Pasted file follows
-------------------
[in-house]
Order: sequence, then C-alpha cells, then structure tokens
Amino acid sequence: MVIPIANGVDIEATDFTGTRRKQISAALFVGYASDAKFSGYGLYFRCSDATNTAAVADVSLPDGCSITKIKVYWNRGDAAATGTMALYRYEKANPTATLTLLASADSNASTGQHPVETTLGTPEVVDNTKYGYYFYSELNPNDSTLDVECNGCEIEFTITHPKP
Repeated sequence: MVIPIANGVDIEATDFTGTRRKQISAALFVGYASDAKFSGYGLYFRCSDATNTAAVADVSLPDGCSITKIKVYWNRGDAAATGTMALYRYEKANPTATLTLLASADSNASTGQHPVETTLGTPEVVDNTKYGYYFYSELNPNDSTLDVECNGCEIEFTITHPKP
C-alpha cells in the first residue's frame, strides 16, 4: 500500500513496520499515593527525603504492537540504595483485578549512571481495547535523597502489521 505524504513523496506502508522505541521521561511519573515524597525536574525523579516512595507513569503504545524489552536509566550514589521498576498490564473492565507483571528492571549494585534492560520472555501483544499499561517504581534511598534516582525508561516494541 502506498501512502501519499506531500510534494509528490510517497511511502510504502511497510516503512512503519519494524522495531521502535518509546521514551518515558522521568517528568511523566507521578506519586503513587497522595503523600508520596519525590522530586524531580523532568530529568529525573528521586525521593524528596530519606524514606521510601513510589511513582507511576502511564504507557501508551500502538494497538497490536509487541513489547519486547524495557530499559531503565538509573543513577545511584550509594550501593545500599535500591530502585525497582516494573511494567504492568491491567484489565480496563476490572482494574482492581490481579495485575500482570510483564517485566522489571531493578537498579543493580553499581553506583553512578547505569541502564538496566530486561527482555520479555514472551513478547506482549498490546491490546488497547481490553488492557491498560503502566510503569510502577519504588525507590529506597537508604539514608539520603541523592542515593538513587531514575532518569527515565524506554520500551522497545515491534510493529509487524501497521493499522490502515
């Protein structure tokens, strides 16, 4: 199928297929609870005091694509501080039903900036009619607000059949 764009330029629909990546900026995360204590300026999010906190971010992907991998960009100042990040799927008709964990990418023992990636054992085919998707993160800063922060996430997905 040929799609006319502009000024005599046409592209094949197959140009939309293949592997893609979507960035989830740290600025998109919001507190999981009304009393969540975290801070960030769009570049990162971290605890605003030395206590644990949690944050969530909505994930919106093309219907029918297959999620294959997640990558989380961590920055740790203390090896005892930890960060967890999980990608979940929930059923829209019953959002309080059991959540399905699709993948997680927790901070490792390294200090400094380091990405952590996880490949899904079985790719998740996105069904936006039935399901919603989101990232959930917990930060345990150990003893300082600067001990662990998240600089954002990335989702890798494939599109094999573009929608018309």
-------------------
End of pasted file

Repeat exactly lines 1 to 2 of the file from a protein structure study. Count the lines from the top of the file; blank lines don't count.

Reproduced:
[in-house]
Order: sequence, then C-alpha cells, then structure tokens